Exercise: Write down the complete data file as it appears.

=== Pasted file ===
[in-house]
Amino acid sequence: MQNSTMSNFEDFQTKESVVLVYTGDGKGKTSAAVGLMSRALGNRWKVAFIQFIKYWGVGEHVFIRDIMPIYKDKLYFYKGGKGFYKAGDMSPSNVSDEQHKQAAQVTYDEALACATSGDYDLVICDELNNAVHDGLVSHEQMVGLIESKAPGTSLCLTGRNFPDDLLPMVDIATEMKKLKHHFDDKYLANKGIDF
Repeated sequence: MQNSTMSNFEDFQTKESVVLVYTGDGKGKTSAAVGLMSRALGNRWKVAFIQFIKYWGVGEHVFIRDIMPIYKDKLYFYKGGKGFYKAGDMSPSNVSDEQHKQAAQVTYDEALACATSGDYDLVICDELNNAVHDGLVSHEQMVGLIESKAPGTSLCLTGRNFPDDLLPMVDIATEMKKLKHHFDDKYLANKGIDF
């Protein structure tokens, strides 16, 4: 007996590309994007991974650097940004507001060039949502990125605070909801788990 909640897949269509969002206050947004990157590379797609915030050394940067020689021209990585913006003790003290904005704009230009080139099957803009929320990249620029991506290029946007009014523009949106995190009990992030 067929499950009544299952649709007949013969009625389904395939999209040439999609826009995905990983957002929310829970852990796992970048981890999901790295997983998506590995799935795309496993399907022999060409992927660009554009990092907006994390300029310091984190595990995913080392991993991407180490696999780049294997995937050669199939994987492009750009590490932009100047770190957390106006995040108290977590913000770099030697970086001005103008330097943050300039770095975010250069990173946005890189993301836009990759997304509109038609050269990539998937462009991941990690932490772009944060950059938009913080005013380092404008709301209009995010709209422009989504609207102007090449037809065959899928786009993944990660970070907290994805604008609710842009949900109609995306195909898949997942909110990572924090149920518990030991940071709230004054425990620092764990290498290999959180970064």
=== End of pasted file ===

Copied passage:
[in-house]
Amino acid sequence: MQNSTMSNFEDFQTKESVVLVYTGDGKGKTSAAVGLMSRALGNRWKVAFIQFIKYWGVGEHVFIRDIMPIYKDKLYFYKGGKGFYKAGDMSPSNVSDEQHKQAAQVTYDEALACATSGDYDLVICDELNNAVHDGLVSHEQMVGLIESKAPGTSLCLTGRNFPDDLLPMVDIATEMKKLKHHFDDKYLANKGIDF
Repeated sequence: MQNSTMSNFEDFQTKESVVLVYTGDGKGKTSAAVGLMSRALGNRWKVAFIQFIKYWGVGEHVFIRDIMPIYKDKLYFYKGGKGFYKAGDMSPSNVSDEQHKQAAQVTYDEALACATSGDYDLVICDELNNAVHDGLVSHEQMVGLIESKAPGTSLCLTGRNFPDDLLPMVDIATEMKKLKHHFDDKYLANKGIDF
């Protein structure tokens, strides 16, 4: 007996590309994007991974650097940004507001060039949502990125605070909801788990 909640897949269509969002206050947004990157590379797609915030050394940067020689021209990585913006003790003290904005704009230009080139099957803009929320990249620029991506290029946007009014523009949106995190009990992030 067929499950009544299952649709007949013969009625389904395939999209040439999609826009995905990983957002929310829970852990796992970048981890999901790295997983998506590995799935795309496993399907022999060409992927660009554009990092907006994390300029310091984190595990995913080392991993991407180490696999780049294997995937050669199939994987492009750009590490932009100047770190957390106006995040108290977590913000770099030697970086001005103008330097943050300039770095975010250069990173946005890189993301836009990759997304509109038609050269990539998937462009991941990690932490772009944060950059938009913080005013380092404008709301209009995010709209422009989504609207102007090449037809065959899928786009993944990660970070907290994805604008609710842009949900109609995306195909898949997942909110990572924090149920518990030991940071709230004054425990620092764990290498290999959180970064």